Nature – The Cause Worth Fighting For

As I have listened to the unenlightened blame dead trees for all our fires, where there are no dead trees, have suffered under the barrage of ignorance from politicians and industrialists who talk of clearing forests to protect us from fires that occur nowhere near such forests, and fretted over the demonization of habitat under, between, and far from forests in the form of small plants and bushes, I have found myself embittered, saddened, remorseful, worried about our future as a species.

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Have we really become so disconnected from Nature that we now make up stories to push her further away, to justify her domestication until all that is left is the occasional weed between the cracks of a sidewalk, or the random shrub that appears in the human-made, park-like forest? Do we really believe that logging companies, burners of smashed habitat, and Novocained bureaucrats who have barely left their desks in years to kiss an unfettered stream, have our best interests at heart? Do we honestly think such broken souls will fix Nature for us so that she will finally bend to our will? Do we really believe in our own hubris so much that we really think we can force Nature to reflect our fantasy of a bucolic place that has lost all manner of teeth and spirit? What kind of world do we think we are creating?

I shall suggest what type of world.  A world filled with filtered air, indoor lights, meeting rooms, refrigerators, and fat asses.

Log the trees? Clear the brush? Dam the rivers? Create the final app that will suck us all into an artificial world that allows us to forget where we came from?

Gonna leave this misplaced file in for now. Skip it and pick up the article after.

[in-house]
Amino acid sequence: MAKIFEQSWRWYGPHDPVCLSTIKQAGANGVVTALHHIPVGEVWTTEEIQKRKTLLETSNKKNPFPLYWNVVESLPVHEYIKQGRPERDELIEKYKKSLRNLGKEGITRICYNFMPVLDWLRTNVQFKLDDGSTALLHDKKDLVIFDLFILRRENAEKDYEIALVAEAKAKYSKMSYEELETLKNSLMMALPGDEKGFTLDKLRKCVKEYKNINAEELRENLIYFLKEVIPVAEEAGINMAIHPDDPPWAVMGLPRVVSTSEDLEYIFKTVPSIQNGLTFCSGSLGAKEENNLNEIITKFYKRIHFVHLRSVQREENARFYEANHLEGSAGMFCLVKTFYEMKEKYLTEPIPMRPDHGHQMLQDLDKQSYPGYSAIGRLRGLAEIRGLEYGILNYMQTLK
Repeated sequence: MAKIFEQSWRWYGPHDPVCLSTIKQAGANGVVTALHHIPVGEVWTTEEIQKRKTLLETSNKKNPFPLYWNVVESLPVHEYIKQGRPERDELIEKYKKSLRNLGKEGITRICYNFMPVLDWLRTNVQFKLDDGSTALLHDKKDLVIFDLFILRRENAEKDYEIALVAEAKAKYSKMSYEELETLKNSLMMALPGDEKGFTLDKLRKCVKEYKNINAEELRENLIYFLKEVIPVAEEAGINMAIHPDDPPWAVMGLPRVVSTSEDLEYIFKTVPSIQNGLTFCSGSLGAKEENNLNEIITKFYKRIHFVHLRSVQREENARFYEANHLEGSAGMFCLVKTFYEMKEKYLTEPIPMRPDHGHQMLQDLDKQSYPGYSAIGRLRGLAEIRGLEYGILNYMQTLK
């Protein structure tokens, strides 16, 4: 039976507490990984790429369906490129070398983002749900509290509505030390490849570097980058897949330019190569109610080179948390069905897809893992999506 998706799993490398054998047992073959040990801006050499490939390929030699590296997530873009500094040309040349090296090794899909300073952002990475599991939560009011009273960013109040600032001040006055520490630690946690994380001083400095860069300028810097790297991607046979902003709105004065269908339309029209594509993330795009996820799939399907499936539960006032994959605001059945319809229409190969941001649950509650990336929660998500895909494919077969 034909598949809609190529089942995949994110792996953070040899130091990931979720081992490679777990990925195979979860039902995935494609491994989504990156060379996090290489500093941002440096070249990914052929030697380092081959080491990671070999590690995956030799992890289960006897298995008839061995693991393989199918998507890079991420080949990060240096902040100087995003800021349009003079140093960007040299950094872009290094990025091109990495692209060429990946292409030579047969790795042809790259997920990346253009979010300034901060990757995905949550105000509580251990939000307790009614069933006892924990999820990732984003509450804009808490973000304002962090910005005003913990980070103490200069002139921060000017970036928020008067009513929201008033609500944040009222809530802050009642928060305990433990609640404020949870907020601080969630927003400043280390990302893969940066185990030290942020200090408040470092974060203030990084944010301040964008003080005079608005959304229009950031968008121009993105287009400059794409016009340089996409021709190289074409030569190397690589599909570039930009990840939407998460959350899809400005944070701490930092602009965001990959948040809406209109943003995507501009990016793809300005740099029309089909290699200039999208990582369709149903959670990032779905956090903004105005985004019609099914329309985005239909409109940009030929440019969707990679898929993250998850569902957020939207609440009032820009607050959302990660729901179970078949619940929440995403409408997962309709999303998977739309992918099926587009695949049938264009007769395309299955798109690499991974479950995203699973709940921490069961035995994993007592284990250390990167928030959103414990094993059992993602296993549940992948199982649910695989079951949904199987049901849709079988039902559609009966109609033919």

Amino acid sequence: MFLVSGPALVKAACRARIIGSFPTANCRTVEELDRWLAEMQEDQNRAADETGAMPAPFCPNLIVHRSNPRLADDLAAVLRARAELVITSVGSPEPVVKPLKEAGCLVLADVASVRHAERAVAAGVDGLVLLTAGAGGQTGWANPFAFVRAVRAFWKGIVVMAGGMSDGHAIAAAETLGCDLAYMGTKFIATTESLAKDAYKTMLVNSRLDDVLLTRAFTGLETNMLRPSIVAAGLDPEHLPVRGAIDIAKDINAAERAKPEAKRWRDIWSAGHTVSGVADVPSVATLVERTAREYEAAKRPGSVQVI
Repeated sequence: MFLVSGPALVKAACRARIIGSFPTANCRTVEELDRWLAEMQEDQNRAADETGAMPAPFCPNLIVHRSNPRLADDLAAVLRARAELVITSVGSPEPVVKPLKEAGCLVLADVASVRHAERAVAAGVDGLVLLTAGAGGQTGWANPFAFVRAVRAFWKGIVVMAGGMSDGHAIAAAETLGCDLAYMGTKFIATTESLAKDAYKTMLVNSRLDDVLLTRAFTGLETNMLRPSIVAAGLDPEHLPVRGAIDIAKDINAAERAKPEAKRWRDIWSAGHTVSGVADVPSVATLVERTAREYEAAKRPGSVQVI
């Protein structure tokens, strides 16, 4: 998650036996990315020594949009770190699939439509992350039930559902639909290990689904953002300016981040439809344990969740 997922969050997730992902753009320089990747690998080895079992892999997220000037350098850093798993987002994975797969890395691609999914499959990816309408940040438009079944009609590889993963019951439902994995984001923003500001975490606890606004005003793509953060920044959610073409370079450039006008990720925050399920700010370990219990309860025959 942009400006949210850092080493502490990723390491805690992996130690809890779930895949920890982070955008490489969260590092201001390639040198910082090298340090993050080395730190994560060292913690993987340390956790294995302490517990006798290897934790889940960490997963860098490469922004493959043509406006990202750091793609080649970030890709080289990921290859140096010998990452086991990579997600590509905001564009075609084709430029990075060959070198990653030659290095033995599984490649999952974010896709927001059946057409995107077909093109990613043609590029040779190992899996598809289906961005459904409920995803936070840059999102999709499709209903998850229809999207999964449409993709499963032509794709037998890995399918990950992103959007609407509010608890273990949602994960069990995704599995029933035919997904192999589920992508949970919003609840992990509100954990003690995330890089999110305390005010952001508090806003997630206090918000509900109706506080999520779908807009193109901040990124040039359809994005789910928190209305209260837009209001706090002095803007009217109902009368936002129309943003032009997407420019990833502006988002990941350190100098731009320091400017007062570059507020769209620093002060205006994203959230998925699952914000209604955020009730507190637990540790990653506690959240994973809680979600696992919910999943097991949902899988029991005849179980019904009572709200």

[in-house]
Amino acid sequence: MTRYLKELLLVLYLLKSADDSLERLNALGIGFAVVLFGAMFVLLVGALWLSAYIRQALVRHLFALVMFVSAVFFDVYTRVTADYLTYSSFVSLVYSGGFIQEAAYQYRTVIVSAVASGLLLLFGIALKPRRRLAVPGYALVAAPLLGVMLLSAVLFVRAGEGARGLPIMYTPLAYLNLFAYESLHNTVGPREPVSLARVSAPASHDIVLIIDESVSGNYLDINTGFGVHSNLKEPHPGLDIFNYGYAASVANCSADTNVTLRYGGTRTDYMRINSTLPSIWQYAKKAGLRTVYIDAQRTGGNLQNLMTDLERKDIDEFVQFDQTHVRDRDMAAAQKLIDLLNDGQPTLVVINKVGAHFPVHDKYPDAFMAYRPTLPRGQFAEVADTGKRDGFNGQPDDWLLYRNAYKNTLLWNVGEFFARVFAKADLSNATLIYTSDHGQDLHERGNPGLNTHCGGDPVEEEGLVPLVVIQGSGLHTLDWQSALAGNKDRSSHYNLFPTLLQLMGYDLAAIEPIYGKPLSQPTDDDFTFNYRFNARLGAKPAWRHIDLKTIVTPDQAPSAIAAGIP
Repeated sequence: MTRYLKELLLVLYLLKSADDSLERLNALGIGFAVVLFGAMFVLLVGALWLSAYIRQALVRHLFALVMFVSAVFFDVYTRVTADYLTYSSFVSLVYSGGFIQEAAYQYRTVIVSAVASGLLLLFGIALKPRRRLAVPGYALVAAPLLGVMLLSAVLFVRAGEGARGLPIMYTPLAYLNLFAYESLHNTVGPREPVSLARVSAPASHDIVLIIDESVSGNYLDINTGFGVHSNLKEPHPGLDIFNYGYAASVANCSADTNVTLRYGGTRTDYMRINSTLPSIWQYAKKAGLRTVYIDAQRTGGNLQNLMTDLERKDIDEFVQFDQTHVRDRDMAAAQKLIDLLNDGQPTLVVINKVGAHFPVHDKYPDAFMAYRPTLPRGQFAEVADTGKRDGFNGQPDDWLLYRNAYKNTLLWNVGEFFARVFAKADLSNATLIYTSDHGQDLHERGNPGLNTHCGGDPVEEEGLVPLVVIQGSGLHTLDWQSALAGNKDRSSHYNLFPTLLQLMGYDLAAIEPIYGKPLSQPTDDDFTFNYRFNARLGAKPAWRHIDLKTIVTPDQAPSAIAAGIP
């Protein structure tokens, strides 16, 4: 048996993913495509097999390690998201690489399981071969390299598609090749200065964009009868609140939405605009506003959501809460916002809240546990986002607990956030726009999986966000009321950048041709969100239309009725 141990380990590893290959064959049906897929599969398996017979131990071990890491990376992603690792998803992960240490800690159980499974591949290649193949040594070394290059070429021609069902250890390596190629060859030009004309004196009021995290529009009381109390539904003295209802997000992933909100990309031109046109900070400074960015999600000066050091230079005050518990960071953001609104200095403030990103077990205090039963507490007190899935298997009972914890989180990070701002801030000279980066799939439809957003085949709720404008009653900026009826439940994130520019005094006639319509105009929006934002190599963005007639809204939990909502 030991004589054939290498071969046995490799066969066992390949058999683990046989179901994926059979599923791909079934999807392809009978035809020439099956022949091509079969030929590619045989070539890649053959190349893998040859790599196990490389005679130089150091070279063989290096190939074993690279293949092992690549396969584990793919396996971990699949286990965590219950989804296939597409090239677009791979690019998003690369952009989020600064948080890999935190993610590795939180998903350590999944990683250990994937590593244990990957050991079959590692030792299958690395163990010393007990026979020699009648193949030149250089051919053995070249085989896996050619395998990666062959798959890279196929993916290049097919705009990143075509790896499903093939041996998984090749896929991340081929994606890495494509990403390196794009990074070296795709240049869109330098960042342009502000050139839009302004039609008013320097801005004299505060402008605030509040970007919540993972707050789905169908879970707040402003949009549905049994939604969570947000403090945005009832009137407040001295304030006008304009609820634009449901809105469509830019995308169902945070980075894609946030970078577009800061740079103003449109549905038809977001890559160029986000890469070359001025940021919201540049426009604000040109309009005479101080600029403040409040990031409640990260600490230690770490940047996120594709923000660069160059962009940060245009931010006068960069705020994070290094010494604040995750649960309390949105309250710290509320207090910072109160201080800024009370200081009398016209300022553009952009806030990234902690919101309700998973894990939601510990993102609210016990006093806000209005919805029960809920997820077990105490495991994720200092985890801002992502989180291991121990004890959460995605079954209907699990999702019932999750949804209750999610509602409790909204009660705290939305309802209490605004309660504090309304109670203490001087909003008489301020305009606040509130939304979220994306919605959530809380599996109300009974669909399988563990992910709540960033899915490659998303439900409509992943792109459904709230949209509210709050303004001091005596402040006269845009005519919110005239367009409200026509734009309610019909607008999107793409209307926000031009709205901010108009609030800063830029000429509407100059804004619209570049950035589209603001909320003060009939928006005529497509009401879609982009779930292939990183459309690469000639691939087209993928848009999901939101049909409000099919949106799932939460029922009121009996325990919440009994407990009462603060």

I say to hell with that. To hell with the politicians who listen to the entrenched bureaucracies who care more for their budgets and careers than for the mission they are charged to follow. To hell with those who listen to the money instead of listening to the people who can not travel to the capitol or to those who speak for Nature for no monetary return. To hell to the industrialists who infect the capitol with their multitudes. To hell with the non-thinking masses who fail to question anything they hear, especially, of course, if it confirms their own vapid beliefs twisted into a form that no longer recognizes truth.

To hell with complacency. It is time to reject the delusion those in power have created for us, the delusion that we can live free of the place we called home for two million years, a place that made us who we are – all of our desires, our patterns, our collective consciousness. It may feel comfortable indoors, but our mental anguish, pathological conditions, and hidden frustrations tell us otherwise. It is time to listen to the wild one within and say to hell to all of those who make us think we are less than.

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Although embittered by developments placed in harm’s way by governments charged with protecting us, saddened by the loss of so many plants and animals, remorseful over our species’ blindness to the destruction we cause our planet, worried that it is too late to make a difference, I rise up, climb to the very top of my mountain and scream, “To hell with that!”